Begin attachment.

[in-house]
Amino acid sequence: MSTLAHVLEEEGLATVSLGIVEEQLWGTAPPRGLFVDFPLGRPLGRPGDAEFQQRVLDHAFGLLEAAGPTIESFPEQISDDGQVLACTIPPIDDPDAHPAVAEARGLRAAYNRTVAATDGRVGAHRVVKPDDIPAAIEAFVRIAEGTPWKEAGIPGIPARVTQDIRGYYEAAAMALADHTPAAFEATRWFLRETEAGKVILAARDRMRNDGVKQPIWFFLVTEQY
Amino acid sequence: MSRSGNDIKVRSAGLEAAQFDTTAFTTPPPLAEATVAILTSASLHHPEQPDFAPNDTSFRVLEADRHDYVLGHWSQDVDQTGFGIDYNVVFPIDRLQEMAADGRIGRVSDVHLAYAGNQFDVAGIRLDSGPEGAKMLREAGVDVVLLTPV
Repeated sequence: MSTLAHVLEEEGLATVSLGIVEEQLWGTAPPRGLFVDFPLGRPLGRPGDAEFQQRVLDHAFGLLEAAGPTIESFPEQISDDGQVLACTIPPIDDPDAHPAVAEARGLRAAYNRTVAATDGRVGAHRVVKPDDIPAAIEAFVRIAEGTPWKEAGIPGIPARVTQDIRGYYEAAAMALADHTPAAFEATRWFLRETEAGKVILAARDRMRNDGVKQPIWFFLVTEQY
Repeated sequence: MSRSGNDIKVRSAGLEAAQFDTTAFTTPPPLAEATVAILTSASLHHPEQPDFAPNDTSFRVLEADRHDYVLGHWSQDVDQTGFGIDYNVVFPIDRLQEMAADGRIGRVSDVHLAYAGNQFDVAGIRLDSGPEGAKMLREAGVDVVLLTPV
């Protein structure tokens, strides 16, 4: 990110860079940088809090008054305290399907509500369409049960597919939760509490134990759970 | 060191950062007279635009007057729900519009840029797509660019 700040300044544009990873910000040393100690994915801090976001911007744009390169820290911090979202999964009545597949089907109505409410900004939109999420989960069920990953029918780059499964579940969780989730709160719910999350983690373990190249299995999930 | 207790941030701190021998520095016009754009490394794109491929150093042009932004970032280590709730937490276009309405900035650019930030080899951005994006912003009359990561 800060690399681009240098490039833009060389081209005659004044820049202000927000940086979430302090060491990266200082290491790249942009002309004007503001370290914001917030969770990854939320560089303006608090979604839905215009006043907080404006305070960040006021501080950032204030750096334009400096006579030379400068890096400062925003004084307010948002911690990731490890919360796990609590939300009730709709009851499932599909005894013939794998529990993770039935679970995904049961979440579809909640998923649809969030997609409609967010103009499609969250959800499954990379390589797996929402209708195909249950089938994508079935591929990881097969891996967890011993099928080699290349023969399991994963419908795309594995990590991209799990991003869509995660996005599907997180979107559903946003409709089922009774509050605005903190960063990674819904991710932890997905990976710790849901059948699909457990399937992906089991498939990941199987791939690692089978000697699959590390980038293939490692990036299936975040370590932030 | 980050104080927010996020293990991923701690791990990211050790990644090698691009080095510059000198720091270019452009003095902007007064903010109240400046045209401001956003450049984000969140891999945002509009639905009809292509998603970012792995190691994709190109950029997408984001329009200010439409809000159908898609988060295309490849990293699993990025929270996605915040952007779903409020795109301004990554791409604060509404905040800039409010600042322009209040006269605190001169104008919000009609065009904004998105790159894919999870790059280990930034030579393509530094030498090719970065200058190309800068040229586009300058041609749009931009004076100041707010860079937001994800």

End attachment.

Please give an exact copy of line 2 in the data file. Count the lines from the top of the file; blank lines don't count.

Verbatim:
Amino acid sequence: MSTLAHVLEEEGLATVSLGIVEEQLWGTAPPRGLFVDFPLGRPLGRPGDAEFQQRVLDHAFGLLEAAGPTIESFPEQISDDGQVLACTIPPIDDPDAHPAVAEARGLRAAYNRTVAATDGRVGAHRVVKPDDIPAAIEAFVRIAEGTPWKEAGIPGIPARVTQDIRGYYEAAAMALADHTPAAFEATRWFLRETEAGKVILAARDRMRNDGVKQPIWFFLVTEQY